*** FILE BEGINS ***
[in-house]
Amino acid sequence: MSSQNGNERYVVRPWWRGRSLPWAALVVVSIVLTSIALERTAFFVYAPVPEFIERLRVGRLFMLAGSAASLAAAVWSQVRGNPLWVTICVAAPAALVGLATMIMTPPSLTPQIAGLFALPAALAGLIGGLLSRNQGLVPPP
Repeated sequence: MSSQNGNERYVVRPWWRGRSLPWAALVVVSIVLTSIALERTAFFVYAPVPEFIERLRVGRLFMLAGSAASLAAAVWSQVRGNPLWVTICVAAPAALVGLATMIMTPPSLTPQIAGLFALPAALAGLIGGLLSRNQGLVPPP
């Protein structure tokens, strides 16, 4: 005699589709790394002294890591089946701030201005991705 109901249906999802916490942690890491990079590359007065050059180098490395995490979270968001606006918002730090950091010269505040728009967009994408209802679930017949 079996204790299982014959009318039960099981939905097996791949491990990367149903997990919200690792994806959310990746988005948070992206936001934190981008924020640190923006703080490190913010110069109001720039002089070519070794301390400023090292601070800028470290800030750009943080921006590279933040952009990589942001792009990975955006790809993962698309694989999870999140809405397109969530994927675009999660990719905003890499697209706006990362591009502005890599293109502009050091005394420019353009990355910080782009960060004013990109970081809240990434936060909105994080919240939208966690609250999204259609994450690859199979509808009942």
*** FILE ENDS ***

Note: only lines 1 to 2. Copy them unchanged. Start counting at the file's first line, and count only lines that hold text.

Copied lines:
[in-house]
Amino acid sequence: MSSQNGNERYVVRPWWRGRSLPWAALVVVSIVLTSIALERTAFFVYAPVPEFIERLRVGRLFMLAGSAASLAAAVWSQVRGNPLWVTICVAAPAALVGLATMIMTPPSLTPQIAGLFALPAALAGLIGGLLSRNQGLVPPP